Gov’t ‘Fed Up’ With Montagnards: Spokesman

After the latest arrival of Montagnard asylum seekers to Phnom Penh brought the total to 74, the Interior Ministry’s spokesman said Thursday the government was “fed up” with Montagnards and there were no plans to allow them to apply for asylum.

Khieu Sopheak, the spokesman, said Cambodia would not even have allowed the Montagnards to stay in the country if it had not been criticized for deporting previous groups.

“We are fed up with the refugee program and the Montagnards. We don’t have any interest in them, but we just only receive pressure,” he said.

“We don’t care about the 47, or whatever,” he added, referring to the asylum seekers.

All of the Montagnards—an indigenous group from Vietnam’s Central Highlands—have said they are fleeing persecution by the Vietnamese government, which maintains close ties with Cambodia.

Wan-Hea Lee, country representative for the U.N.’s Office of the High Commissioner for Human Rights (OHCHR), said there are now 74 Montagnards in Phnom Penh waiting to apply for asylum.

“The latest groups arrived over the past few weeks,” she said in an email.

In addition to the 74 asylum seekers, some of whom have been in the capital since January, there are 13 other Montagnards in the city. The Interior Ministry officially recognized the 13 as refugees in March.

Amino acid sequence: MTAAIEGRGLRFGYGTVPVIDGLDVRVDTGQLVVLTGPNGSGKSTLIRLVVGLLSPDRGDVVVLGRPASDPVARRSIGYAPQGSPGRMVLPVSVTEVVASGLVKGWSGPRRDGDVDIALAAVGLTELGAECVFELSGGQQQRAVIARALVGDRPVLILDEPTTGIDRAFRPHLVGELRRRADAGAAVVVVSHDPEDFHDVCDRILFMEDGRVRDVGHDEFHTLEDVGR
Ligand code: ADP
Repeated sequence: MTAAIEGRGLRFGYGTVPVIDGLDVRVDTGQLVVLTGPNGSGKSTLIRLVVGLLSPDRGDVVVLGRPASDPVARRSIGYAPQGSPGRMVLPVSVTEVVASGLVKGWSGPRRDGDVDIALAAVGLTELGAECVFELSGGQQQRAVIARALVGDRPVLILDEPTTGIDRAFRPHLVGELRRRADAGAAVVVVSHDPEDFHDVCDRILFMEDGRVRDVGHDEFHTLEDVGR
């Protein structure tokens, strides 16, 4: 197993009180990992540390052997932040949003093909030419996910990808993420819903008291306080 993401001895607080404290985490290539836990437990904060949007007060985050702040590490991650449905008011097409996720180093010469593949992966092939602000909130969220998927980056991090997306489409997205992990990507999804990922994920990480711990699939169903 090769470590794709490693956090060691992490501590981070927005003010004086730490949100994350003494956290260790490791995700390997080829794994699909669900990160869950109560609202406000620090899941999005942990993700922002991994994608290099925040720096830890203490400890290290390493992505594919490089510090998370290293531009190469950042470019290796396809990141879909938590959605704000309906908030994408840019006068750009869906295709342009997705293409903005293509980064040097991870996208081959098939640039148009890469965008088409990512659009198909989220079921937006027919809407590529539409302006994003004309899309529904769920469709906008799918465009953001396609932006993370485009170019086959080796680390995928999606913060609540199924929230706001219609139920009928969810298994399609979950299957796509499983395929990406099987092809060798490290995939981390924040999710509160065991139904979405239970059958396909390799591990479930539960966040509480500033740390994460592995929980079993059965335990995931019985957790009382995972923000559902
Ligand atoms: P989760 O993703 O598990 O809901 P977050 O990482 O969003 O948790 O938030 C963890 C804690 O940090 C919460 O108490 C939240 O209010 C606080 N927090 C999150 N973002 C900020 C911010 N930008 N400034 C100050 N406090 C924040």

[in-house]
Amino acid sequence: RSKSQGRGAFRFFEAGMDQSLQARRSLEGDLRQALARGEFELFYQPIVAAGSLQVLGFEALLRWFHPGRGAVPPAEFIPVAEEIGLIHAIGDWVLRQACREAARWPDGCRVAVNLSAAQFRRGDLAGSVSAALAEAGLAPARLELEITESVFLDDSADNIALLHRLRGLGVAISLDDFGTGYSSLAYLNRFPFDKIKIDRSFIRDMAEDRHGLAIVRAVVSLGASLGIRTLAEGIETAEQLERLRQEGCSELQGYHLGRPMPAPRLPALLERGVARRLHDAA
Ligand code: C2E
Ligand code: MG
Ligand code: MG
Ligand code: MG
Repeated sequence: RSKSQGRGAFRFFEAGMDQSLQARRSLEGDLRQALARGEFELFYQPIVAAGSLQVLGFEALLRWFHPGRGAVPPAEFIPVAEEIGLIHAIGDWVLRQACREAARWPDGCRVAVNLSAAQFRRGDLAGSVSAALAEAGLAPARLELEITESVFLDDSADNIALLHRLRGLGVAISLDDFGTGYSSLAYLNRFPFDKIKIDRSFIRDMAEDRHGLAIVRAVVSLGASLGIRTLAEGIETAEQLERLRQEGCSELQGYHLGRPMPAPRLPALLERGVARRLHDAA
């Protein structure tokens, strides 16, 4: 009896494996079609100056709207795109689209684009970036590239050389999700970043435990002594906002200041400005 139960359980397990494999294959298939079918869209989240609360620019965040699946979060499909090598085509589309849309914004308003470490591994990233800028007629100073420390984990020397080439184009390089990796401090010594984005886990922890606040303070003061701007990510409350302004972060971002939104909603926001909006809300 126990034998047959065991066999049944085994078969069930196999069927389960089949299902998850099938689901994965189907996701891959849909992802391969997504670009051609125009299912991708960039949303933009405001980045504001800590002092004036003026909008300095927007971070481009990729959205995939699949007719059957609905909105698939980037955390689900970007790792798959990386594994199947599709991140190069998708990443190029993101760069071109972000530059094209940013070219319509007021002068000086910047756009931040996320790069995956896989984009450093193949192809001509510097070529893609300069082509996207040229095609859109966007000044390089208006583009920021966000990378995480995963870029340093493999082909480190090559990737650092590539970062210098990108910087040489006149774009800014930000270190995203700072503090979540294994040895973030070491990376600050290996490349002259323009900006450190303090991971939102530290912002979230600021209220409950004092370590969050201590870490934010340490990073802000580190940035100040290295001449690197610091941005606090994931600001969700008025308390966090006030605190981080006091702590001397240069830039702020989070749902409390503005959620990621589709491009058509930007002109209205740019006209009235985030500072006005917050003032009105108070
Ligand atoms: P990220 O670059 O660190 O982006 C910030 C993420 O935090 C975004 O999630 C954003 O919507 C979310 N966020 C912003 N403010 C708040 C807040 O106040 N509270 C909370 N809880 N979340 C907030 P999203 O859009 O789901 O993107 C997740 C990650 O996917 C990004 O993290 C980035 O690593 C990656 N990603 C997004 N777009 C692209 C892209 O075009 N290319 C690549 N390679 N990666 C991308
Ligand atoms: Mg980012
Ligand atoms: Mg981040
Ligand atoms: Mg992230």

General Sopheak said Thursday that the ministry asked the U.N.’s High Commissioner for Refugees (UNHCR) in March to find a third country in which to settle the 13.

“Since we granted them refugee status, we sent a letter to UNHCR to ask them to find a third country for those 13 people to resettle,” he said. “So far we haven’t heard even a line—they are quiet like a thief.”

Vivian Tan, regional press officer for UNHCR, said the U.N. was still searching for a third country.

“We have been trying but there has been no outcome so far,” she said by email.

Since October, more than 130 Montagnards have entered Cambodia, many through Ratanakkiri province in the country’s northeast. About 50 were arrested and deported in February.

Local ethnic Jarai villagers aided the asylum seekers as they arrived. One of the villagers, who requested anonymity for fear of reprisals, said Thursday there are six Montagnards left in Ratanakkiri.

“Now, no more Montagnard people come to Ratanakkiri and the six are still hiding in the forest,” he said.

The Montagnards’ arrival in October was the latest influx since thousands began fleeing to Cambodia in 2001. Of those, about 2,000 were eventually resettled in the U.S.

In an interview earlier this month, however, one of the Montagnard refugees in Phnom Penh said he and his group did not want to be resettled in the western world.

Instead, he said, they wanted to stay in Cambodia until they are given legal ownership of the land they claim was taken from them in Vietnam.

(Additional reporting by Aun Pheap)

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